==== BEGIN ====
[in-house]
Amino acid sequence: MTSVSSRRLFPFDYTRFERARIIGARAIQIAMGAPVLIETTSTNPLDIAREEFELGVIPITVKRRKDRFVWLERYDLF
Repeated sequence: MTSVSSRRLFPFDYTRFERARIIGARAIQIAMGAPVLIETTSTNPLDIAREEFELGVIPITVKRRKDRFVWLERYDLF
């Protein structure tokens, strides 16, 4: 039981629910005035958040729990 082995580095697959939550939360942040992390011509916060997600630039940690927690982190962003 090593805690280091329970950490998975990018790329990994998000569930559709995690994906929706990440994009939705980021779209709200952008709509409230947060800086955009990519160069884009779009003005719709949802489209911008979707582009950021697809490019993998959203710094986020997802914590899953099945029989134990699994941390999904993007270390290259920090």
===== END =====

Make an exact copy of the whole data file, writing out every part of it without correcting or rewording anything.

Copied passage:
[in-house]
Amino acid sequence: MTSVSSRRLFPFDYTRFERARIIGARAIQIAMGAPVLIETTSTNPLDIAREEFELGVIPITVKRRKDRFVWLERYDLF
Repeated sequence: MTSVSSRRLFPFDYTRFERARIIGARAIQIAMGAPVLIETTSTNPLDIAREEFELGVIPITVKRRKDRFVWLERYDLF
């Protein structure tokens, strides 16, 4: 039981629910005035958040729990 082995580095697959939550939360942040992390011509916060997600630039940690927690982190962003 090593805690280091329970950490998975990018790329990994998000569930559709995690994906929706990440994009939705980021779209709200952008709509409230947060800086955009990519160069884009779009003005719709949802489209911008979707582009950021697809490019993998959203710094986020997802914590899953099945029989134990699994941390999904993007270390290259920090």